Four Lessons from Common Leadership Mistakes“Failure is only the opportunity to begin again, only this time more wisely.” - Henry Ford.

Leaders of large and small organizations make mistakes. We learn from them, but wouldn't you rather learn from the mistakes of others? There’s less damage to our own organization, and if we are alert, we can avoid the same error ourselves down the road.

Contributor to Entrepreneur, Lewis Holmes, shares some lessons we can learn from common mistakes entrepreneurs make.

Don’t Chase All Opportunities

Some leaders get caught up in chasing profits, whatever profit it may be, but not every opportunity is right for your business. Holmes says it’s vital to set boundaries for the type of work and client you want.

Have an Exit Strategy

Holmes suggests you begin with the end in mind because it demonstrates to potential investors they’re investing in a business model, not an entrepreneur with a dream. Things can go wrong, so don’t let your optimism make you think otherwise. You may need someone else to step in one day and run your company. Steve Jobs and Apple is a great example of this.

Test Assumptions

Whether you have a new idea for a business venture or a product or a service, test all of your assumptions and ideas on paper. Before you decide to move forward know your costs, factor in the unexpected, and then decide if you should move forward.

You Can’t Handle Everything

You are one person and there are only so many hours in a day to get work done. You can’t handle everything so, to avoid burnout, delegate or outsource tasks that are better handled by others. Then keep track of the results.

Take each mistake as a valuable learning experience you can take with you for the rest of your career. As business leaders, it’s our job to learn from our mistakes and move forward.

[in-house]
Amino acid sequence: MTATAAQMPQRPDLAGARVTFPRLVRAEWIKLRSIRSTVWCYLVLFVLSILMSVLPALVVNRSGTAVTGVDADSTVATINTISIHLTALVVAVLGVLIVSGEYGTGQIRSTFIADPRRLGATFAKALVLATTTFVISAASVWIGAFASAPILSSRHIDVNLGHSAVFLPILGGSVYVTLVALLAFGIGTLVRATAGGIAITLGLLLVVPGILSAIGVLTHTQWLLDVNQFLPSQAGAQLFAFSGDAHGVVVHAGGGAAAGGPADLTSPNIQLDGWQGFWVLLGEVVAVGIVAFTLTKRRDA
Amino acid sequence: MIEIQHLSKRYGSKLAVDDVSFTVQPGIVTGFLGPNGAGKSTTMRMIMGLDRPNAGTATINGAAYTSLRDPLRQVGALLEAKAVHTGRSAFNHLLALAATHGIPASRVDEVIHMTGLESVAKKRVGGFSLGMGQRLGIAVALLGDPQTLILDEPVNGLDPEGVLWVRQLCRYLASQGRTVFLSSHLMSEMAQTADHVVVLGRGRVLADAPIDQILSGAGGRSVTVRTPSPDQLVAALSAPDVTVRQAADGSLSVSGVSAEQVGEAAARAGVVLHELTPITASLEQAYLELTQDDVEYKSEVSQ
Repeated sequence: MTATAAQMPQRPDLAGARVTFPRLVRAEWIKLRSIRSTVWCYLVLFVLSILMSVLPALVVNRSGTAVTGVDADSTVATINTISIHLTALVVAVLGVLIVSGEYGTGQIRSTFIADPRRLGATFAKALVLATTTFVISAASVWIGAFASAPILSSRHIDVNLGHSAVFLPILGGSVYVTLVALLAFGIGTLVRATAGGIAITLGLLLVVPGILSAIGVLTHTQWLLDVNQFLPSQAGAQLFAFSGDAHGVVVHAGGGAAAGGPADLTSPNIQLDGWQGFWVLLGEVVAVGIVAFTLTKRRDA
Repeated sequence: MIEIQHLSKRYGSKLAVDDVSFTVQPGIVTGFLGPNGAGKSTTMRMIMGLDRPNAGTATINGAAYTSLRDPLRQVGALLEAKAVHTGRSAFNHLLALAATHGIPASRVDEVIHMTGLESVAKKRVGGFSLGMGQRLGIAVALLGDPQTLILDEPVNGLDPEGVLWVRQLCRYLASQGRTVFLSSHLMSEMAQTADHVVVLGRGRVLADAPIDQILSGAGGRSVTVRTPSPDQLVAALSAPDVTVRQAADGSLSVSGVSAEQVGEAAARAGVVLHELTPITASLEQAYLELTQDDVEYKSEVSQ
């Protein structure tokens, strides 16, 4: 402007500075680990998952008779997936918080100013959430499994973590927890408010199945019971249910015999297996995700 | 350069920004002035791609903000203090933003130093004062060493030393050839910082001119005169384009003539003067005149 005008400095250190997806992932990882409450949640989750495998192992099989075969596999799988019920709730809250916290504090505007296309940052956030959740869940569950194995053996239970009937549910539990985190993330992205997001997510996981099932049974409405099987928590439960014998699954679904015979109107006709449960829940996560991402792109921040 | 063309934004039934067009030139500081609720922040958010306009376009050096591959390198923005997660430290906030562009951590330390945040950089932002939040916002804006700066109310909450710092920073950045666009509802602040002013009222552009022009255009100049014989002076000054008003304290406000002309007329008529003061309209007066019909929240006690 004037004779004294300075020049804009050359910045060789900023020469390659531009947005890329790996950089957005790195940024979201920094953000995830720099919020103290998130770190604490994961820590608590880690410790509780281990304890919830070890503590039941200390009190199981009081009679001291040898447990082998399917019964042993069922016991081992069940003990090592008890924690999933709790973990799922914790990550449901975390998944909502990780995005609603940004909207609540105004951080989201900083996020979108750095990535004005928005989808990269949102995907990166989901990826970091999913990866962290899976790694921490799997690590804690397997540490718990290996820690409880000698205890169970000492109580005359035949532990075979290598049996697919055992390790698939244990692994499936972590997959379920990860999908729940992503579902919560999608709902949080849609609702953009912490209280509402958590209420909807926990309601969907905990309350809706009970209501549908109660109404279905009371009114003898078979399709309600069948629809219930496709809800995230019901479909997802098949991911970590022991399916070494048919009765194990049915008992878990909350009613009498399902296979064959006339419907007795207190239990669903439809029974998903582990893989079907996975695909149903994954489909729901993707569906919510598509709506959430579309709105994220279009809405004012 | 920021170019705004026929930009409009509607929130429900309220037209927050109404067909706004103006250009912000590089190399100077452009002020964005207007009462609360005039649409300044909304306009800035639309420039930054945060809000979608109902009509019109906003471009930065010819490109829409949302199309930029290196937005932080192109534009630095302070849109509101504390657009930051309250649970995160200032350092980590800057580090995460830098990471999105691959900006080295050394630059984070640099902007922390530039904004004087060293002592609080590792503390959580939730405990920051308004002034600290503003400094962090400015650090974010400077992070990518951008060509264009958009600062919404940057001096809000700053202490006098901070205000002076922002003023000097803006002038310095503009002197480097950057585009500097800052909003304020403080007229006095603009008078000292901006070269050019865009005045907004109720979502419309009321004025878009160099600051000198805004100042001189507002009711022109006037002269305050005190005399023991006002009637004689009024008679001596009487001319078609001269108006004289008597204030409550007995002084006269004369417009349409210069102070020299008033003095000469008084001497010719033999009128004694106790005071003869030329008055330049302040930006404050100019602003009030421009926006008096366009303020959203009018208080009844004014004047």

What other common mistakes do leaders make?

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How to Keep Loyal CustomersBusinesses get so caught up in the relentless pursuit of new customers, they often forget about the customers they already have. It’s a costly mistake, since by some estimates, acquiring new customers costs five to 10 times as much as keeping loyal customers. And no business survives long using that arithmetic.

Jason Brick, a contributor to Open Forum, warns “preventable losses” are the most damaging to small businesses.

He shares some tips about common mistakes all businesses make—and how you can avoid losing a customer.

Don’t Sell Customer Information 

“Sharing customer information can represent a new income stream for your business,” Brick concedes, but at what cost? When customers purchase your product or service, they are willing to share personal data with you. They trust you to be responsible caretakers of that data. Once trust is broken, you’ve lost a customer.

Skip Small Talk About Politics or Religion

Politics and religion are hot-button topics under the best of circumstances, so there’s no good reason to unleash these “conversational time bombs” within the confines of your business.

“If a client brings the topic up, it’s best to be noncommittal while listening politely,” says Brick. Good advice!

Don’t Blame Customers for Your Mistakes 

Some businesses will go to great lengths to avoid owning up to their mistakes. Some even cast blame on their customers (“used our product incorrectly,” etc.).

Even if the issue is the customer’s fault, the wisest approach is to offer a sincere apology. As Brick notes, “The price of replacing a purchase or giving away a few hours of service is nothing compared to the future value of that customer.”

Forget “Suggestive Sales” If You Can’t Do it Right 

Amazon offers suggestions based on the products a customer buys, so why can’t you? “Firing off a set of suggestions without regard for who you’re asking shows you don’t value the customer as an individual,” Brick says.

On the other hand, if you take time to make suggestions based on a specific customer analysis, you may be providing genuine value to your customers. One-size-fits-all doesn’t work here.

No “Bad Days” Are Allowed with Customer Service

Rudeness to customers takes many forms: inattention, loss of temper, acting bored or arrogant. It can happen to the best of us, but if it occurs in the course of a customer encounter, you will likely never see that customer again.

“Train your employees—and yourself—to leave those behaviors behind when they come to work,” Brick says. “Nothing you wouldn’t say or do to your favorite grandmother has a place when working with customers.”

Honor Your Loyal Customers

Time and again, it’s the little things that count. How much effort does it take to acknowledge customers you’ve served before? Some small notice of their repeat business helps keep them loyal. As Brick suggests, “A ‘how did you like that shirt you bought last week?’ can go a long way."

Take a few minutes to remind your team of the value of honoring loyal customers who continue to purchase your products or services.

What are your own customer-retention best practices?

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